During her time as an art student at Washburn University, Laura Englehardt preferred to paint small, detailed portraits with oils. Today, she’s at Washburn Tech Building A finishing a more than 900 square-foot mural of an imagined Kansas landscape, painted with acrylics and brushes, cans of house paint and rollers.
The irony isn’t lost on Englehardt, 29, who graduated in 2007 but took several years off from painting to focus on glass work and jewelry-making.
“This is the first time I’ve used acrylics. This is the first time I’ve painted a landscape,” she said, enthusiastically. “I like it. I can paint the large things and then hunker down and paint seven hours of detail. I’m getting the best of both worlds.”
Now a full-time muralist, Englehardt is part of a team that is transforming the halls of Washburn Tech’s Building A one at a time. It began with a mural of a tree, in an obviously Kansas scene, with sunflowers and wind turbines. That lead to this major, still untitled, undertaking in the far west wing of the building at 5724 SW Huntoon St. The mural stretches between the early childhood education and surgical technology programs.
Just a few months ago that same hallway was lined with lockers on both sides. Washburn Tech students in construction-related programs removed the lockers, sheet-rocked the wall and prepared it for her painting as part of their training program.
“I do think there’s a story to be told up and down our hallways,” said Clark Coco, dean, Washburn Tech. He said that story – educational opportunity and the bright careers and futures that follow – will be told with other painted and graphic murals.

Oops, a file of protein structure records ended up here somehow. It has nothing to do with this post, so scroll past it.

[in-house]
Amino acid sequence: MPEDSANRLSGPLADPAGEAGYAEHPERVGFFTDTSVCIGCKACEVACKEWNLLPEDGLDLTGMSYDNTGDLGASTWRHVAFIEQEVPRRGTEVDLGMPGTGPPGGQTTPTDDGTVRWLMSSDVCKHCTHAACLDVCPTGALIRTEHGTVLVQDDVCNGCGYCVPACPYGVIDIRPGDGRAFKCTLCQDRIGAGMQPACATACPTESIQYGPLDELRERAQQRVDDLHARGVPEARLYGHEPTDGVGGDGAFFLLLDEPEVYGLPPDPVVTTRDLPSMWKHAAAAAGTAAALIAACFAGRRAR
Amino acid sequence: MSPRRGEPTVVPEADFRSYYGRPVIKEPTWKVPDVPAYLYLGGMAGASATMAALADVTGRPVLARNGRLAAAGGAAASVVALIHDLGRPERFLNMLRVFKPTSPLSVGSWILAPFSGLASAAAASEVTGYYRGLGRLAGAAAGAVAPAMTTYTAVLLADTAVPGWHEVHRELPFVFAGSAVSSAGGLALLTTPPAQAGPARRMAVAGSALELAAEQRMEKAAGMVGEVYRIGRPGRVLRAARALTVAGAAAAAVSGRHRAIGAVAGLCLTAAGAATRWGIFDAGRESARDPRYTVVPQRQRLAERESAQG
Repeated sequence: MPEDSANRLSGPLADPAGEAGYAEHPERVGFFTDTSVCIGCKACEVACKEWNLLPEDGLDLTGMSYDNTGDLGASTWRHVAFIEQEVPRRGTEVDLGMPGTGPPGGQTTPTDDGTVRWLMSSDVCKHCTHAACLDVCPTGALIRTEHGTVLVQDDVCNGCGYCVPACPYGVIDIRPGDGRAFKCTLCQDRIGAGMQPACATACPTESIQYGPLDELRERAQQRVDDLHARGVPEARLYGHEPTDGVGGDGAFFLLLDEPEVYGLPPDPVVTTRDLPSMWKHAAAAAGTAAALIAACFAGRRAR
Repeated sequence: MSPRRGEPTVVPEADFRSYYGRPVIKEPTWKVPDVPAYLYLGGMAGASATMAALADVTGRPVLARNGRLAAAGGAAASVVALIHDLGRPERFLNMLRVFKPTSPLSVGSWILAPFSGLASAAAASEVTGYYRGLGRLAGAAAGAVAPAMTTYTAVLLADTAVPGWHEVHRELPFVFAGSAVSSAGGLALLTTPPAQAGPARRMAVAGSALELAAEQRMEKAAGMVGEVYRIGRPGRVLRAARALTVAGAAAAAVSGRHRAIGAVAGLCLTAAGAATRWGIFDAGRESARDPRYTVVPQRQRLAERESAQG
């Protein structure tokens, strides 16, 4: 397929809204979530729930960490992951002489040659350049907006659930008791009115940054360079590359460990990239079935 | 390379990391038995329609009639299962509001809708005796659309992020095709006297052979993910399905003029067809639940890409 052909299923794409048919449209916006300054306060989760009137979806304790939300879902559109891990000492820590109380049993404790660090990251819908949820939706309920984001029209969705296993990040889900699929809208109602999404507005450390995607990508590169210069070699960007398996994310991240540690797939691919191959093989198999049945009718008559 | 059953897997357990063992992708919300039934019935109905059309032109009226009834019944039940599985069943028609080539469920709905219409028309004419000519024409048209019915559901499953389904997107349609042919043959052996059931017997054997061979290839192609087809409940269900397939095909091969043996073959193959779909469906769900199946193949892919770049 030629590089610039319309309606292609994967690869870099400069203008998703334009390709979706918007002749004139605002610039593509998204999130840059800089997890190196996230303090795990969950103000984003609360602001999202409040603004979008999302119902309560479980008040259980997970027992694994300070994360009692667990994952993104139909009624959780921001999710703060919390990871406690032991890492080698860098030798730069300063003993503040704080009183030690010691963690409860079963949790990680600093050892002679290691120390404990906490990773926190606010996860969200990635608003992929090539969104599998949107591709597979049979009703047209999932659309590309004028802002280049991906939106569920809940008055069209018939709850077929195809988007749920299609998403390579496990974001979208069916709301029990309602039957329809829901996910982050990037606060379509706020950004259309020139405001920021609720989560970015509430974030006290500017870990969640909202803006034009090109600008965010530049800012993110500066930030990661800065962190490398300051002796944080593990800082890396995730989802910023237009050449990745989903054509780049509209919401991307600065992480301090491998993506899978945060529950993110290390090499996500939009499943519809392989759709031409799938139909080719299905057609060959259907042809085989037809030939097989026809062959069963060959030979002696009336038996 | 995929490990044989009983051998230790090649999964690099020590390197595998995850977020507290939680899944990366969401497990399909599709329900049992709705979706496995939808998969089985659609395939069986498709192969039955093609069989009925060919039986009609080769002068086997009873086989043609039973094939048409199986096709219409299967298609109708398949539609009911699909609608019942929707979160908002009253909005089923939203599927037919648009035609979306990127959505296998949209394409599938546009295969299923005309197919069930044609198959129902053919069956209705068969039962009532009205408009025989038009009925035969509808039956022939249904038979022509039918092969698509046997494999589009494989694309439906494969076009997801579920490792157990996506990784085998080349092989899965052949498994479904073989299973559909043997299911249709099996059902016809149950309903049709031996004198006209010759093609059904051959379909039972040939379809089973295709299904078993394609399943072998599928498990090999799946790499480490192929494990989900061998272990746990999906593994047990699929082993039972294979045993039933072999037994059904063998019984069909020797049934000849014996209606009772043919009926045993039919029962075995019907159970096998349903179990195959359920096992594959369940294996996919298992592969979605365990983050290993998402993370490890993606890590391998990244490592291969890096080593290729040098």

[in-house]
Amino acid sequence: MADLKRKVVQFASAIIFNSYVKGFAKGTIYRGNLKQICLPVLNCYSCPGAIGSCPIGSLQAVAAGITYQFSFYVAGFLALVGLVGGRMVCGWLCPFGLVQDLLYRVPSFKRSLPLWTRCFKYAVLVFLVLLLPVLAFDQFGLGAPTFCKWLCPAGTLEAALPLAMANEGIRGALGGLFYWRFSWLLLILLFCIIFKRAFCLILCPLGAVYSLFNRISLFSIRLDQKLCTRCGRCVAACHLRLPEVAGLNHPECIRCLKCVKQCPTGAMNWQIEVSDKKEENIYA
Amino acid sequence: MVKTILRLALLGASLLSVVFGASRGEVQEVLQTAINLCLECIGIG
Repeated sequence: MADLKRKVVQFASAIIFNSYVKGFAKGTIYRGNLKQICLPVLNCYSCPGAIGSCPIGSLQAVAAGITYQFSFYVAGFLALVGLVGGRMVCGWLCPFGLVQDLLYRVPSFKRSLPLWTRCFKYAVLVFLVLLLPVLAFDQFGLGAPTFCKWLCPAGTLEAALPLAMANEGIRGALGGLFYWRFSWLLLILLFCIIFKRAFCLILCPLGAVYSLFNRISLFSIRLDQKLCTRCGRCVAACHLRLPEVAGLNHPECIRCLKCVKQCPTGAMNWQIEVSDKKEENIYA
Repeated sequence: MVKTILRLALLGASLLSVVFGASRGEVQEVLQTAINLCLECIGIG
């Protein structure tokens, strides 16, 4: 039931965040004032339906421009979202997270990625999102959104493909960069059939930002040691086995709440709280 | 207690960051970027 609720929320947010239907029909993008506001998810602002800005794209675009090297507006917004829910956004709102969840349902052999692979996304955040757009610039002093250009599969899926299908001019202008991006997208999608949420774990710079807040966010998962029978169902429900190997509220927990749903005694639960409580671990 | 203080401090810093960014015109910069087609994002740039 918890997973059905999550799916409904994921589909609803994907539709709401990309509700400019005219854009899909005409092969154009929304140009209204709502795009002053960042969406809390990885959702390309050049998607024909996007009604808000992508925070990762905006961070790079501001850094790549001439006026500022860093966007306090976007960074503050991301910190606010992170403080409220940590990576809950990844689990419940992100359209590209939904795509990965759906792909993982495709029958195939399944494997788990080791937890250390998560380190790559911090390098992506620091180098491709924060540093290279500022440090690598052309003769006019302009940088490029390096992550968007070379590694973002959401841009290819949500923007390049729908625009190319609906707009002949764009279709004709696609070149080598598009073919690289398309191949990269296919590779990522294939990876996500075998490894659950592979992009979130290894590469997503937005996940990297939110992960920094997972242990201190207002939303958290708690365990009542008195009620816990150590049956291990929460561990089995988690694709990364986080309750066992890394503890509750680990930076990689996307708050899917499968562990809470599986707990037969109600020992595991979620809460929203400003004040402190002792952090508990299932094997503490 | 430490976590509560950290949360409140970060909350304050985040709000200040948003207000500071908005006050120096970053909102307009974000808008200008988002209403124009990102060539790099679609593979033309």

Washburn Tech, Coco said, is transforming into “what we consider a flagship technical institution in the state.”
“If we’re going to aspire to be a destination place, then the goal is to create, within the walls, something that reflects that,” Coco said. Englehardt’s mural, which was designed to soften the space, welcome visitors and cater to the children who are learning in that part of the building, supports that goal.
Three months into the massive effort, Englehardt has created a panorama that evolves from a forest, through the Flint Hills and prairie, across a desolate highway, past windmills and stripper wells. It continues with a farmstead with an old fashioned windmill (which was suggested by a member of the Washburn Tech faculty), hot air balloons, a suburban neighborhood and morphs into a futuristic urban cityscape with domed gardens at the edge of space. The passage through space continues down the hall where the planets will be added.
“I like the opportunity to play,” Englehardt said. She worked out a basic concept for the mural with Coco, but it has grown and changed since her work began. “The Dean wants a wow factor. I’m going for it.”
The entire work of art will be finished by the end of 2012. That includes a three-dimensional three surrounding a pillar on the forest end of the mural that will be fashioned to look like a tree by a member of the cabinet and mill work faculty.
Although Englehardt said she never would have imagined herself as a muralist, she said: “I’m really happy. I get to come here and paint every day and feel wonderful.”